A Phenomenological Exploration of Parents’ Psychological Experiences Obtaining a Diagnosis and Access to Services for Their Children with Autism Spectrum Disorder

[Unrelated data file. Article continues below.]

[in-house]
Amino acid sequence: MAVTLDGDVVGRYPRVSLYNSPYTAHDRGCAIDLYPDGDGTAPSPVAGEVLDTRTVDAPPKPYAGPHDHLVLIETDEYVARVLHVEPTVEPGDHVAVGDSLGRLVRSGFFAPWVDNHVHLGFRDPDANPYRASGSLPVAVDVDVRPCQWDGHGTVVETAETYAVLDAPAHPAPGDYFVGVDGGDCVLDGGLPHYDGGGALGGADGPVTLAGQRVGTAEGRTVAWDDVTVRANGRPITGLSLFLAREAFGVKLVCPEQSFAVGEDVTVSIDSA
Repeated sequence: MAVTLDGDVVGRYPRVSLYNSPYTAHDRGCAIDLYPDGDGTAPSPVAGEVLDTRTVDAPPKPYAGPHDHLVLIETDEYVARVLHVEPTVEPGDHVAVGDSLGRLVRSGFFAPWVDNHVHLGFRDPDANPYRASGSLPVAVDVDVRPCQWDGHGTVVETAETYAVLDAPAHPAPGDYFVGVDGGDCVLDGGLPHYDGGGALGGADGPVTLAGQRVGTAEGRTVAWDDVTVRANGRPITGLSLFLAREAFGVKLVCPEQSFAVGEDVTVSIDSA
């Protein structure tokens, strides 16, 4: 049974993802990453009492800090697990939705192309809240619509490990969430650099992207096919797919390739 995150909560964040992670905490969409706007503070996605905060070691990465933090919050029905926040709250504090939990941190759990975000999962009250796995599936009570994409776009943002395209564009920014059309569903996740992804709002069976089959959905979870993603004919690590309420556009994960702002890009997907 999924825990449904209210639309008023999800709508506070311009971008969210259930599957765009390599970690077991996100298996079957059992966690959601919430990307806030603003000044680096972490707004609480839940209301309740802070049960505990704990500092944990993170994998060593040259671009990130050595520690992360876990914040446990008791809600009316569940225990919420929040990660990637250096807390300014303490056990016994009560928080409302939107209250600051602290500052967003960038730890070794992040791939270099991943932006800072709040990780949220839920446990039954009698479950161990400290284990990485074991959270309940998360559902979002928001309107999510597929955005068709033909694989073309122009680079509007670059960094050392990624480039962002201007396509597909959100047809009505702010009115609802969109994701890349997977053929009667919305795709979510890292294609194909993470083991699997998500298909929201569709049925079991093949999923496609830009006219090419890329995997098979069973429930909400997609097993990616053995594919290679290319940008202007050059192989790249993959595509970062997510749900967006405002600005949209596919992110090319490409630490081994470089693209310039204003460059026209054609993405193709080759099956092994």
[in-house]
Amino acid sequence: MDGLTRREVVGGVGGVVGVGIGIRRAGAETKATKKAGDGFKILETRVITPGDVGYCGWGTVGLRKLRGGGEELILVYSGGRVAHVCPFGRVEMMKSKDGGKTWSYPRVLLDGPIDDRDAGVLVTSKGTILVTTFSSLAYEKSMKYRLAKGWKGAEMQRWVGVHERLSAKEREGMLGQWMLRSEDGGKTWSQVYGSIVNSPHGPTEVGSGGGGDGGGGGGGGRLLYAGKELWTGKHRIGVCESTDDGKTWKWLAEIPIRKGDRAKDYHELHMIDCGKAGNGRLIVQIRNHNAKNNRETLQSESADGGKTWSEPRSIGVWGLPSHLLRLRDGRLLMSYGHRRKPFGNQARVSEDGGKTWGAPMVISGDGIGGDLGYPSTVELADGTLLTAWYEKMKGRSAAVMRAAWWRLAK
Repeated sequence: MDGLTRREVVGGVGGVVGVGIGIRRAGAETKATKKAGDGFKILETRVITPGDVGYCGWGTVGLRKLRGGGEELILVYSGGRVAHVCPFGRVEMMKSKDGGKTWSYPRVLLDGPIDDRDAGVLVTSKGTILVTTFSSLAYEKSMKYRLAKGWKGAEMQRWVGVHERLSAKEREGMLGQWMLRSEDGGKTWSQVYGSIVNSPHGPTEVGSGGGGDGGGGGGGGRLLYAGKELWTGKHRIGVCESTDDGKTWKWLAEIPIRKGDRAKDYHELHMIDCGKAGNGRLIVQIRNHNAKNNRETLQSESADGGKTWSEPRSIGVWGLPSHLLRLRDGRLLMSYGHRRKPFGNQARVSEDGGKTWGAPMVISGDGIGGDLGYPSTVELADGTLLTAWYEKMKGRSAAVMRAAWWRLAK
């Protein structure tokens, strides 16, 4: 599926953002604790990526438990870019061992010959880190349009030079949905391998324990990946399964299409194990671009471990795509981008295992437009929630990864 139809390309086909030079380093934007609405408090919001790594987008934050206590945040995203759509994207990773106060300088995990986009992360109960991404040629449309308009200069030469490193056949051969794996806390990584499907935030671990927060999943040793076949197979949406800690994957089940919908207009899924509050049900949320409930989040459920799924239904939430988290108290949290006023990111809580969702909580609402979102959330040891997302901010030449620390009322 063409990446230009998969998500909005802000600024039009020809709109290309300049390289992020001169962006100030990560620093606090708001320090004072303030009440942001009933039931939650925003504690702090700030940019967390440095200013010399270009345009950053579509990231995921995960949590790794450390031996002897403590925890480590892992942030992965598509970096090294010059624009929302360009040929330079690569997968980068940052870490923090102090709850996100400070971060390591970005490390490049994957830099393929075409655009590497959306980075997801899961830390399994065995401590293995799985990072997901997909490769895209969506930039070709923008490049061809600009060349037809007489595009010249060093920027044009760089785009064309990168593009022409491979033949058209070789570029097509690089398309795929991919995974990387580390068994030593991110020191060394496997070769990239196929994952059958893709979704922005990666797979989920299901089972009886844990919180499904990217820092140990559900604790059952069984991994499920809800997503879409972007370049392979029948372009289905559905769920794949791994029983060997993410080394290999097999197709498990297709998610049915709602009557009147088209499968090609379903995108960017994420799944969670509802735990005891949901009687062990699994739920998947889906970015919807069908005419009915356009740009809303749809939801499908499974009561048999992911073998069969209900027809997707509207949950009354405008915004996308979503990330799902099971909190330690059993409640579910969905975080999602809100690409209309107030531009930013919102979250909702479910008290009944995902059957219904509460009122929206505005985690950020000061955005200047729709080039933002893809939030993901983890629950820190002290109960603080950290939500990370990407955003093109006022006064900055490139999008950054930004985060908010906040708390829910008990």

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The three primary purposes of this study were to (1) acquire knowledge of parents’ psychological experiences obtaining a diagnosis and accessing services for their child with ASD by examining the actual situation, as lived through and experienced by the parents, (2) gain knowledge of the meaning of advocacy and empowerment from parents who are living these experiences, and (3) derive possible implications for enhancing services provided by mental health professionals, service providers, and policy-makers to parents of children with autism. I utilized a sequential transformative integrated design, drawing data in Wave II of a larger, on-going investigation examining child, family, and community variables associated with early identification and treatment of autism spectrum disorders in the Pacific Northwest. I conducted a descriptive exploratory analysis to describe all participants from Wave II with respect to measures of sociodemographic variables, parental satisfaction with services, family empowerment, and reported relationships among these variables. Next, I conducted in-depth semi-structured interviews with six participants identifying as low-income and/or ethnic minorities to explore their experiences throughout the process of obtaining a diagnosis and accessing services for their child with ASD. Interviews were recorded and transcribed. Data were analyzed using a phenomenological reduction and integrated with quantitative results. Constituent elements of the parent experiences included, but were not limited to: a desire and/or appreciation for sources of support and information regarding services; engaging in ongoing research and networking to learn about services; a need to be the expert on their child; and fear regarding availability of future services and child’s future after parents die. Constituent elements of empowerment and advocacy showed that these were conceptually and experientially related to one another, such that advocacy functioned as a behavioral manifestation of empowerment for parents in this study. Findings contribute to the literature on family experiences with the diagnostic and service utilization processes for ASD. Findings are discussed in regards to recommendations and implications for mental health professionals, service providers, and policy-makers working towards fostering more supportive and equitable diagnostic and service utilization pathways for these families.